1. They Value Credentials Over Income
Last but not least, studies have shown that people in the middle and upper classes value someone’s credentials more than the amount of money they make. For example, if you had an HVAC repairman or a plumber making $70,000 per year, they are making enough to be considered “middle class,” but most people would think of their occupation as “working class” or “blue-collar.” On the flip side, a professor with a Ph.D. might struggle to pay their bills making just $30,000 per year. But they would still be considered “middle class” because they have a high-level degree and academic accomplishments.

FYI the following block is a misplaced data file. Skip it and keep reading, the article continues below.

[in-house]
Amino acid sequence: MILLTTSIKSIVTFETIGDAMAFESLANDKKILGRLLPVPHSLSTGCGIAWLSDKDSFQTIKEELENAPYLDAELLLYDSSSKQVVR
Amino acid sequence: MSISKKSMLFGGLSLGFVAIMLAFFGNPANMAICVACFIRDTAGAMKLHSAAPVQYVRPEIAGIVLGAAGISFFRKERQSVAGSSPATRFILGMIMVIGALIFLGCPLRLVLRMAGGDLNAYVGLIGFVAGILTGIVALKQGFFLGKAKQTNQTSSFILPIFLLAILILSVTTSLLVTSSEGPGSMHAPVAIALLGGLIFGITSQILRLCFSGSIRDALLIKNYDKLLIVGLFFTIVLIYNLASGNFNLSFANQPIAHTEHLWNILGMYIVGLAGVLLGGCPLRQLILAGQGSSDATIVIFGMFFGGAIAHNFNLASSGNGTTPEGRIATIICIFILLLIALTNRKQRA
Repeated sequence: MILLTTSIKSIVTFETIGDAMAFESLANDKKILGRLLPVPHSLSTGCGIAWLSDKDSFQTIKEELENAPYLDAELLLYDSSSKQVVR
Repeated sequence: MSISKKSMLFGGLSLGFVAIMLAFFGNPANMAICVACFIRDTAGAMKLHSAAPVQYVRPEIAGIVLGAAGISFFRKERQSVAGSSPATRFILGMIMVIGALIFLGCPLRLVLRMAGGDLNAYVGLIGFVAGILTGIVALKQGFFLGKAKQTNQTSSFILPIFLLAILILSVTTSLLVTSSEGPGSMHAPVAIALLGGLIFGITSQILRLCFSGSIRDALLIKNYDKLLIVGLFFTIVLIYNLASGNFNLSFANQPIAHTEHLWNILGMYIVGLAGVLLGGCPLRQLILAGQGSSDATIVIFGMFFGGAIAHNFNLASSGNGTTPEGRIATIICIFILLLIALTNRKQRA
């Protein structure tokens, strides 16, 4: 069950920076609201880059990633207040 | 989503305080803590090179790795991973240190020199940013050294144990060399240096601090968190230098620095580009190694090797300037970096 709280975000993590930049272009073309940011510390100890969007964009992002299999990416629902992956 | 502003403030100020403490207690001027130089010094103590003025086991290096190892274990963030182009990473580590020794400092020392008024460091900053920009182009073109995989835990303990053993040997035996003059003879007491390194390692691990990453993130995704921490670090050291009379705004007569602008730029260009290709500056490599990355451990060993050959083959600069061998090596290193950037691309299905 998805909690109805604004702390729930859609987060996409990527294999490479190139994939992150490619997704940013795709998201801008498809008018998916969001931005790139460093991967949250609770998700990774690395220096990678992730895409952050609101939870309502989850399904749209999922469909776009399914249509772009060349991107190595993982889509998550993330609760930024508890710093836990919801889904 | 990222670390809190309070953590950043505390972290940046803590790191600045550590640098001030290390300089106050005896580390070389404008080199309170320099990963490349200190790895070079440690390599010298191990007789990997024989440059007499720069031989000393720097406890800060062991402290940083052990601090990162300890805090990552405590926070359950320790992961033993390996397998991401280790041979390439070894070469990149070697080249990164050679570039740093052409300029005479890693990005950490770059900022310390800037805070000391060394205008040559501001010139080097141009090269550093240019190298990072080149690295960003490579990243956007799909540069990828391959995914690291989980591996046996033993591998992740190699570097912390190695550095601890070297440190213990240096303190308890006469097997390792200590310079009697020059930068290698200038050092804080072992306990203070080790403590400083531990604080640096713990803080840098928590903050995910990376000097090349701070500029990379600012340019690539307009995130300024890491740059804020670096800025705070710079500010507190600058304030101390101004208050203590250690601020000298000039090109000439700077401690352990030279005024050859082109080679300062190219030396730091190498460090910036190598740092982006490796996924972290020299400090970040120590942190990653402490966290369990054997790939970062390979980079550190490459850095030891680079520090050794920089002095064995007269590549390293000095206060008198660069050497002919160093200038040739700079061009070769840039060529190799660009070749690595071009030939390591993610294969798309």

People in the lower class tend to respect someone’s income more than their credentials, especially in this specific case. They would see the plumber or HVAC worker and see a hard-working man who makes great money. And they might think that the professor’s career as a bit frivolous. The poor would tend to focus on the fact that the professor has tons of student loan debt, and isn’t making much more than other working-class jobs.